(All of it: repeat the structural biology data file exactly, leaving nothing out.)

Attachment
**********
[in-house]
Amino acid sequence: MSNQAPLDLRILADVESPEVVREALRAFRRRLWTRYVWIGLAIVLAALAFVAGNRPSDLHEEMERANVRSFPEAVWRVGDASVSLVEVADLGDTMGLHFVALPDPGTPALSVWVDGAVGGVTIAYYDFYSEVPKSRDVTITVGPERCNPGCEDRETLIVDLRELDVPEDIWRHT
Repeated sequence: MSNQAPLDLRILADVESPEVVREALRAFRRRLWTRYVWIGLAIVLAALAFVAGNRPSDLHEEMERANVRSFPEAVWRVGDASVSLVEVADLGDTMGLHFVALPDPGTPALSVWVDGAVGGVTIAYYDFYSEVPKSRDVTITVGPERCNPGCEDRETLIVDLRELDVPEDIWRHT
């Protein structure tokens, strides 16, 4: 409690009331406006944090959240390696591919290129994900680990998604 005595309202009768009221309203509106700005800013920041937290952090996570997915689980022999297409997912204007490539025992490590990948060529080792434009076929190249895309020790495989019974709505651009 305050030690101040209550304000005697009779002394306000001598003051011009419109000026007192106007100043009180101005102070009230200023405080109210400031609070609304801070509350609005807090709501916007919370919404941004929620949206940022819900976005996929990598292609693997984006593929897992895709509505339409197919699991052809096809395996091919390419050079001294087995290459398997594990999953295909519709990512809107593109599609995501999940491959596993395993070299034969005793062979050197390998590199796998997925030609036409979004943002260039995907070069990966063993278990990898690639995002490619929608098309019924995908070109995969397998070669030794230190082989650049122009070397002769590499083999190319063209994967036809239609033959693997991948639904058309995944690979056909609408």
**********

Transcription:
[in-house]
Amino acid sequence: MSNQAPLDLRILADVESPEVVREALRAFRRRLWTRYVWIGLAIVLAALAFVAGNRPSDLHEEMERANVRSFPEAVWRVGDASVSLVEVADLGDTMGLHFVALPDPGTPALSVWVDGAVGGVTIAYYDFYSEVPKSRDVTITVGPERCNPGCEDRETLIVDLRELDVPEDIWRHT
Repeated sequence: MSNQAPLDLRILADVESPEVVREALRAFRRRLWTRYVWIGLAIVLAALAFVAGNRPSDLHEEMERANVRSFPEAVWRVGDASVSLVEVADLGDTMGLHFVALPDPGTPALSVWVDGAVGGVTIAYYDFYSEVPKSRDVTITVGPERCNPGCEDRETLIVDLRELDVPEDIWRHT
């Protein structure tokens, strides 16, 4: 409690009331406006944090959240390696591919290129994900680990998604 005595309202009768009221309203509106700005800013920041937290952090996570997915689980022999297409997912204007490539025992490590990948060529080792434009076929190249895309020790495989019974709505651009 305050030690101040209550304000005697009779002394306000001598003051011009419109000026007192106007100043009180101005102070009230200023405080109210400031609070609304801070509350609005807090709501916007919370919404941004929620949206940022819900976005996929990598292609693997984006593929897992895709509505339409197919699991052809096809395996091919390419050079001294087995290459398997594990999953295909519709990512809107593109599609995501999940491959596993395993070299034969005793062979050197390998590199796998997925030609036409979004943002260039995907070069990966063993278990990898690639995002490619929608098309019924995908070109995969397998070669030794230190082989650049122009070397002769590499083999190319063209994967036809239609033959693997991948639904058309995944690979056909609408």